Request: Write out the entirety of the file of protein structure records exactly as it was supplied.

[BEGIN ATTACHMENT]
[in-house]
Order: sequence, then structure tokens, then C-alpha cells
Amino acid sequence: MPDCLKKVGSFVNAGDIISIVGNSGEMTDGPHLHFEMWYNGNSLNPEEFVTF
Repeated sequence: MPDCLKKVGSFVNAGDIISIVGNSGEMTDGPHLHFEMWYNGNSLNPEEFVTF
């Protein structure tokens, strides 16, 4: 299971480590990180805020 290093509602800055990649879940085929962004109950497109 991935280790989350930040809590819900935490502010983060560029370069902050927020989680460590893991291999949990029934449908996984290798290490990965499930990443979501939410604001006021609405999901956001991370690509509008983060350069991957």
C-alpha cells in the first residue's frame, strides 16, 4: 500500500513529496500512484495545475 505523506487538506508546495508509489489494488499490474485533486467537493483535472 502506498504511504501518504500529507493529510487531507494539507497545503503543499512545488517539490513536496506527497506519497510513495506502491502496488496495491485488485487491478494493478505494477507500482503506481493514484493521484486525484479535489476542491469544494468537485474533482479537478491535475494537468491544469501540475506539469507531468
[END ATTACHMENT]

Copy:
[in-house]
Order: sequence, then structure tokens, then C-alpha cells
Amino acid sequence: MPDCLKKVGSFVNAGDIISIVGNSGEMTDGPHLHFEMWYNGNSLNPEEFVTF
Repeated sequence: MPDCLKKVGSFVNAGDIISIVGNSGEMTDGPHLHFEMWYNGNSLNPEEFVTF
């Protein structure tokens, strides 16, 4: 299971480590990180805020 290093509602800055990649879940085929962004109950497109 991935280790989350930040809590819900935490502010983060560029370069902050927020989680460590893991291999949990029934449908996984290798290490990965499930990443979501939410604001006021609405999901956001991370690509509008983060350069991957």
C-alpha cells in the first residue's frame, strides 16, 4: 500500500513529496500512484495545475 505523506487538506508546495508509489489494488499490474485533486467537493483535472 502506498504511504501518504500529507493529510487531507494539507497545503503543499512545488517539490513536496506527497506519497510513495506502491502496488496495491485488485487491478494493478505494477507500482503506481493514484493521484486525484479535489476542491469544494468537485474533482479537478491535475494537468491544469501540475506539469507531468